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Mortality Risk and Survival in the Aftermath of the Medieval Black Death

Illustration of the Black Death from the Toggenburg Bible (1411)

Mortality Risk and Survival in the Aftermath of the Medieval Black Death

By Sharon N. DeWitte

PLoS ONE, Vol.9:5 (2014)

Illustration of the Black Death from the Toggenburg Bible (1411)

Abstract: The medieval Black Death (c. 1347-1351) was one of the most devastating epidemics in human history. It killed tens of millions of Europeans, and recent analyses have shown that the disease targeted elderly adults and individuals who had been previously exposed to physiological stressors. Following the epidemic, there were improvements in standards of living, particularly in dietary quality for all socioeconomic strata. This study investigates whether the combination of the selective mortality of the Black Death and post-epidemic improvements in standards of living had detectable effects on survival and mortality in London. Samples are drawn from several pre- and post-Black Death London cemeteries. The pre-Black Death sample comes from the Guildhall Yard (n = 75) and St. Nicholas Shambles (n = 246) cemeteries, which date to the 11th–12th centuries, and from two phases within the St. Mary Spital cemetery, which date to between 1120-1300 (n = 143). The St. Mary Graces cemetery (n = 133) was in use from 1350–1538 and thus represents post-epidemic demographic conditions. By applying Kaplan-Meier analysis and the Gompertz hazard model to transition analysis age estimates, and controlling for changes in birth rates, this study examines differences in survivorship and mortality risk between the pre- and post-Black Death populations of London. The results indicate that there are significant differences in survival and mortality risk, but not birth rates, between the two time periods, which suggest improvements in health following the Black Death, despite repeated outbreaks of plague in the centuries after the Black Death.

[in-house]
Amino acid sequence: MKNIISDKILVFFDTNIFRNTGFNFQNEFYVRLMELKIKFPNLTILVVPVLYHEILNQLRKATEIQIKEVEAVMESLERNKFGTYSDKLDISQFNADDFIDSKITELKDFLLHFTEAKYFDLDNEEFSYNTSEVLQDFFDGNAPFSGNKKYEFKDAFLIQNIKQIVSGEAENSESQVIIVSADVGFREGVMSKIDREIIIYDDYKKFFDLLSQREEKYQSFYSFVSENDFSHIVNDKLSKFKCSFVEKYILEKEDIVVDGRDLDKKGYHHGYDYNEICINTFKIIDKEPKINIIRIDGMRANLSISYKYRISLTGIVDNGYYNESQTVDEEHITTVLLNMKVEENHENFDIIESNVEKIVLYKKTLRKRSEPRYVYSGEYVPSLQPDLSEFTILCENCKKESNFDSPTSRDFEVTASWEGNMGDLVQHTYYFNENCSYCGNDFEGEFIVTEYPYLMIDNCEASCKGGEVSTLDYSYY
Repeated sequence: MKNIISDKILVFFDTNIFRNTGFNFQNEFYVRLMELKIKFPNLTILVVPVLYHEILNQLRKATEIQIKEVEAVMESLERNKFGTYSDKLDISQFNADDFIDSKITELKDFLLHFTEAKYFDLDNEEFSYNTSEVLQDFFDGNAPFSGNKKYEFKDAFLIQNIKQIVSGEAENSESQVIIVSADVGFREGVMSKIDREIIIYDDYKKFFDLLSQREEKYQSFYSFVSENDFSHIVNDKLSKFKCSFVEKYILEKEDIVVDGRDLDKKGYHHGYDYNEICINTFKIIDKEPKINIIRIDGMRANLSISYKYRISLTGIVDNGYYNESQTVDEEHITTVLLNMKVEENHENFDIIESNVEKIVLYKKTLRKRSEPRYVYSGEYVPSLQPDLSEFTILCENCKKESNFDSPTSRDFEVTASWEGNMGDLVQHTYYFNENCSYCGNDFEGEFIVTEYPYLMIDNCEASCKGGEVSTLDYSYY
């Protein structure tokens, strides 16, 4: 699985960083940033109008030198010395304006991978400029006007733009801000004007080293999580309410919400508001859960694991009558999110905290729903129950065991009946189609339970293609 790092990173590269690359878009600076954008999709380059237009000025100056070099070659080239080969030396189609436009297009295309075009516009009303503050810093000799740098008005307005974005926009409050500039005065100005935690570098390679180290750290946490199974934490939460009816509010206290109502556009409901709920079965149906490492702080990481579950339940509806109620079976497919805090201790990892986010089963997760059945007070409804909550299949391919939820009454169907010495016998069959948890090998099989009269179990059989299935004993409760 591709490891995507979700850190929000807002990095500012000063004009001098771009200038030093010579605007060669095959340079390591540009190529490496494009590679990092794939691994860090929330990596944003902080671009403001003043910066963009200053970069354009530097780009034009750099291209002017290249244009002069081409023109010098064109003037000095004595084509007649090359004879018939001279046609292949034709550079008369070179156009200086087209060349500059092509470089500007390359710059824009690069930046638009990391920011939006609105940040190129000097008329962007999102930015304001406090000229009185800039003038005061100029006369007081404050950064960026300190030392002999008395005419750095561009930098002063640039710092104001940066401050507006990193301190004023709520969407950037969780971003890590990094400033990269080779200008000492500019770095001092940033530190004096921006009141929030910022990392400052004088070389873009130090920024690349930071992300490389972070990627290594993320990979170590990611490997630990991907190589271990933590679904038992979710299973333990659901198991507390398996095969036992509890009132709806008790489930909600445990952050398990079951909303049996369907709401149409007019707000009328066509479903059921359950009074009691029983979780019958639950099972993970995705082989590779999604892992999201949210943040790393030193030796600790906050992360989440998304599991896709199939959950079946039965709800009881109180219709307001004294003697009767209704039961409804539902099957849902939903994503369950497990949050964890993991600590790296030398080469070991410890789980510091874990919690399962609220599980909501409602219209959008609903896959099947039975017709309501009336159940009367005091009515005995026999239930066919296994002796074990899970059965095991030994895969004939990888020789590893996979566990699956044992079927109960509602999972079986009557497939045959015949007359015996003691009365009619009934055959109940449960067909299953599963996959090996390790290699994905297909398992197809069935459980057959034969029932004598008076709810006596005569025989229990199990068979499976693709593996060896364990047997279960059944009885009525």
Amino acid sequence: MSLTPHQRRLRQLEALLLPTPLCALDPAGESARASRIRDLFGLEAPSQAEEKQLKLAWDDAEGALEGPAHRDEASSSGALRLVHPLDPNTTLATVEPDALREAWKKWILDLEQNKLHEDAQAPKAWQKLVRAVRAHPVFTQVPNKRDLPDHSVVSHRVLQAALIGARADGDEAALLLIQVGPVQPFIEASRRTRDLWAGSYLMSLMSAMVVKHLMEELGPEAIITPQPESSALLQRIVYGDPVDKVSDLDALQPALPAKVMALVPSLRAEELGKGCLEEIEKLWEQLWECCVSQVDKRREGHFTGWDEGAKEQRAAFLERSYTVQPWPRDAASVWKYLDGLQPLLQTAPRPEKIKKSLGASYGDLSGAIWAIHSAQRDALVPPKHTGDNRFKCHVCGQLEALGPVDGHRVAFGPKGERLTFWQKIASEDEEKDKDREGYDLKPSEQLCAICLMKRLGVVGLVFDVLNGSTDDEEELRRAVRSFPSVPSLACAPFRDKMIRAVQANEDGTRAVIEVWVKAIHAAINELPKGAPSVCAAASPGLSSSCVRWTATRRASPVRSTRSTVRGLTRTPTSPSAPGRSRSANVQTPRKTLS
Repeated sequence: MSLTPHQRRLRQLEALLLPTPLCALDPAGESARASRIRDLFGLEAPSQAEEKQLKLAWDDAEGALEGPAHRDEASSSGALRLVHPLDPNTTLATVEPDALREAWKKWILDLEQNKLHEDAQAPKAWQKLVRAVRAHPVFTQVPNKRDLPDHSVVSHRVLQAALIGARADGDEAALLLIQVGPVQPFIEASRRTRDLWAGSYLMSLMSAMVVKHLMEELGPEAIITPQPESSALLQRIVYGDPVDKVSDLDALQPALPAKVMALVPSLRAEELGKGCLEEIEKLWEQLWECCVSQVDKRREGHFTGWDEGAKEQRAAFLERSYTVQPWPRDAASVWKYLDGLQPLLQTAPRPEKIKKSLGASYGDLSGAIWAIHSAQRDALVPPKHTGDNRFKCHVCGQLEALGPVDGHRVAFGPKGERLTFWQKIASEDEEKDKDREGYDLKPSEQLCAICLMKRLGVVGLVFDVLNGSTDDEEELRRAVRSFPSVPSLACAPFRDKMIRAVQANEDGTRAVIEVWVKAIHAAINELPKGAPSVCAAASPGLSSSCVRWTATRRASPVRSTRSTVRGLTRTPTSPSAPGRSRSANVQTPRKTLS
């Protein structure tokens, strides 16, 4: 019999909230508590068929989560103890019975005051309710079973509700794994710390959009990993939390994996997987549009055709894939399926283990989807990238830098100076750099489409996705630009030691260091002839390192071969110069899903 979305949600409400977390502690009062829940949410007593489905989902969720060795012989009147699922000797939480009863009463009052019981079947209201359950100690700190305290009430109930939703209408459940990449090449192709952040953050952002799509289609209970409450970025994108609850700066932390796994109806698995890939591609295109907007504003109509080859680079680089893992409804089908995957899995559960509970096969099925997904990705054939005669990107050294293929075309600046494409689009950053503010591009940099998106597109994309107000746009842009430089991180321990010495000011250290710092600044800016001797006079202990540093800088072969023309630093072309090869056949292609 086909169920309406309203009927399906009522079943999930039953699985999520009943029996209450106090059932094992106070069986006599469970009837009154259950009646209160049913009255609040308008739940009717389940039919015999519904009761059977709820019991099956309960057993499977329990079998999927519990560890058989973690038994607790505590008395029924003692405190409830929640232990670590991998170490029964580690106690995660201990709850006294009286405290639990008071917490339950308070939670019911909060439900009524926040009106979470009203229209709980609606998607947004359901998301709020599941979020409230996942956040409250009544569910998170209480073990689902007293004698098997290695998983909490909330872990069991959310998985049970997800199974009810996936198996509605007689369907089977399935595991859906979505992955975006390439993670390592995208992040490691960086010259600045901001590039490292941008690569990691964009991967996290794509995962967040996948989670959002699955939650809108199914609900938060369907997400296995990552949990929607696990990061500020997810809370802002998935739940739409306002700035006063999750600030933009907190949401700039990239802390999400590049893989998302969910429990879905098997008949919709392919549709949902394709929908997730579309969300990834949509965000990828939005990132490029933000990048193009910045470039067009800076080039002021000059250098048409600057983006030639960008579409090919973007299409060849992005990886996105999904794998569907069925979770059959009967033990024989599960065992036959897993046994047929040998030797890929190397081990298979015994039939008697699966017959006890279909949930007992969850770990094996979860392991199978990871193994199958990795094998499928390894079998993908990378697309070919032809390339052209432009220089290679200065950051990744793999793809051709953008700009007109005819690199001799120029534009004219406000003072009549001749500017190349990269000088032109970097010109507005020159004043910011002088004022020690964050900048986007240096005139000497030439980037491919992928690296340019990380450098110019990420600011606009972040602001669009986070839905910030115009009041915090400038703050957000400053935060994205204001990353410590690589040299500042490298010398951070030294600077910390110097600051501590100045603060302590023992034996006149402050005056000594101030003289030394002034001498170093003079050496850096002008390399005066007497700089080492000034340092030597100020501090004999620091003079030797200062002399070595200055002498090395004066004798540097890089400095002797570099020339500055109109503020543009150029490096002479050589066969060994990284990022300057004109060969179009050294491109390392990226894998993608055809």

Introduction: The Black Death was one of the most devastating epidemics in human history. It was the first outbreak of medieval plague in Europe, and it killed tens of millions of people, an estimated 30–50 percent of the European population, between 1347–1351. This massive, extremely rapid depopulation event initiated or enhanced social, demographic, and economic changes throughout Europe, and thus has attracted the interest of a variety of researchers for decades. Previous bioarchaeological research, using individuals buried in the East Smithfield Black Death cemetery from London, examined the selectivity of Black Death mortality, i.e. whether the medieval epidemic targeted particular individuals or whether, as is often assumed given its very high mortality levels, it killed indiscriminately. The results of this research indicated that people varied in their risks of dying during the Black Death. In particular, older adults appear to have been more likely to die during the epidemic than their younger peers. Analysis of skeletal markers of physiological stress (short adult stature, enamel hypoplasia, tibial periosteal lesions, cribra orbitalia and porotic hyperostosis), which have been shown under conditions of normal, non-epidemic medieval morality to be associated with elevated risks of mortality revealed that people of all ages (not just the elderly) who were already in poor health (i.e. those who had been exposed to physiological stressors and had developed skeletal stress markers as a result) before the Black Death subsequently faced higher risks of death during the epidemic than their healthier peers. Thus, despite its incredibly high levels of mortality, the Black Death was, like most normal causes of death, a selective killer.

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